To those of you who have not made a planked fuselage before. l would like to point out that they are not as difficult as they look. In addition, they are very light, very strong, and when made on the crutch system, it is impossible to end up with banana shaped fuselage as often happens with slab siders. Try to make the planks a good fit without too many gaps. I find it a great help to bevel the edges of the planks with a sanding block before assembly, any remaining gaps then filled in with small pieces of balsa. The whole thing will look a frightful mess until the final sanding down with a sanding block. I always find it a most enjoyable experience to see the fuselage taking shape through the sanding dust.
Before the two halves of the fuselage are joined permanently, the tail plane must be made and fitted to the top half. In addition, the elevator pushrod must be installed as the elevator horn will be inaccessible once the two halves are joined.
Finally, cover the fuselage with nylon and treat with your favorite filler. The steerable tail wheel is not strictly necessary, but I found this a convenient method of connecting the pushrod to the rudder without the usual ugly pushrod sticking out of the top of the fuselage.
Next, we come to the wing. This is a completely conventional sheet covered structure and requires no particular instructions, but I would like to confess to a deviation from scale of the ailerons. These should go right to the wing tip. but with the wsize of hinge used, this would result in an unsightly V shaped gap at the wingtip. So if you want to be dead scale you will have to use a scale type hinge or put up with the gap..."
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User commentsI am embarrassed to say I cannot remember who sent me this (it was a couple of months back, I'd guess) and I have no record of where this scan came from. If you recognise this plan because you sent me it, please do let me know, so I can add a credit.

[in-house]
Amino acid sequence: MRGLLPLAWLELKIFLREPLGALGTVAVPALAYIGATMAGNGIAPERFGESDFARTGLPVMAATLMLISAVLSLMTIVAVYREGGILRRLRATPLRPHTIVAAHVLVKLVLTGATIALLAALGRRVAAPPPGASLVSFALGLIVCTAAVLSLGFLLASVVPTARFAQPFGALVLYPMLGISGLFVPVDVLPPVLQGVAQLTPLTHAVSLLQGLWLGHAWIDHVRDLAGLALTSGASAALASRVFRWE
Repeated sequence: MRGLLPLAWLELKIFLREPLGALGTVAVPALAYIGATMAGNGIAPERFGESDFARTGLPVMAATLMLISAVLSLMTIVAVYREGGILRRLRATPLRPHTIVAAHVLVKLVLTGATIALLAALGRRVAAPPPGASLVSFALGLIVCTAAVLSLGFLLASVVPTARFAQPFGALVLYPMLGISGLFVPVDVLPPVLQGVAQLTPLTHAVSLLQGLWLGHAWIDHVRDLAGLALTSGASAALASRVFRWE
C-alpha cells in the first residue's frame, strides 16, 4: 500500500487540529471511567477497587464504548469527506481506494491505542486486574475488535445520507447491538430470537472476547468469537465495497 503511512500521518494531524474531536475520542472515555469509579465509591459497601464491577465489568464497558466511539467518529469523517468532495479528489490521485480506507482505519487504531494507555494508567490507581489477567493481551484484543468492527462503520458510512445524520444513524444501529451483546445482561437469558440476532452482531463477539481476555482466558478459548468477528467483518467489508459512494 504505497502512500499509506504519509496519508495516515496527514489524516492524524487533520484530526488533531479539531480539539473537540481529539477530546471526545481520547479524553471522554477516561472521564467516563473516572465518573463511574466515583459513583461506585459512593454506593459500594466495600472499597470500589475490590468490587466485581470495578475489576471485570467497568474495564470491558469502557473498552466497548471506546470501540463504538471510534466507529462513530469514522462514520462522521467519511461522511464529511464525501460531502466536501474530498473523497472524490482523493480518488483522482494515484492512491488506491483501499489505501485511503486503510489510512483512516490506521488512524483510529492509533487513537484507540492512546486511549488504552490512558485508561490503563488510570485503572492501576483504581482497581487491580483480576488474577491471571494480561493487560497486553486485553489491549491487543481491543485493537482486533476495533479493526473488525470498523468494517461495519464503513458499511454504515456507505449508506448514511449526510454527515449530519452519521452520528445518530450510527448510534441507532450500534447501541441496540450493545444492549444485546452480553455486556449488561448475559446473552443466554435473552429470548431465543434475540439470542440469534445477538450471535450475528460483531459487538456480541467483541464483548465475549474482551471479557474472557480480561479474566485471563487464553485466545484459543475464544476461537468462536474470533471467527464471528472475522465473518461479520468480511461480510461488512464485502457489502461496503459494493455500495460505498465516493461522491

SteveWMD - 18/01/2015
Hi Steve,please check the plans of Mr Dennis Bryants good looking Macchi 202 Folgore again. I think that this are copys of Italian Modeldesigner Massimo Zuffi from Milano. Indication notes... MODULO-R.C.Modeler Design Ordine Degli Architetti Dell Emilia-Romagna Numero 1 Macchi 202 Scala 1.7 Gen.1983 654 Architetto Massimo Zuffi. Best wishes Regards,
Pascal - 24/01/2015
I don't think there's any doubt this is a Dennis Bryant design from 1967. The original plan refers to 'dress snaps', an old-fashioned term for 'press studs' which Dennis also uses in the associated build article. The Italian version of the plan is an excellent re-draw dated 1983, which omits the design's (British) prize-winning record as shown on the original plan (2nd Place 1963 Bristol Meet etc). I assume Massimo Zuffi was claiming copyright merely for the re-drawn plan, not the design itself... Regards,
SBurling - 24/01/2015
Dear Mr Burling, I think the same way... Regards,
Pascal - 25/01/2015
Hi, I've built TWO models from your plans, AA1950 mm. They fly superb. Here in landing approach [pics 005,006]. This one is the plan: Macchi 202 (oz6255) by Dennis Bryant from RCMplans (ref: 221) 1967 61in span, + 25% increased. Thanks, I love Outerzone :))
Angelo - 24/11/2020
SBurling, you are absolutely right. I built mine from the original plan [main pic, 008, 009].
Gino - 15/03/2021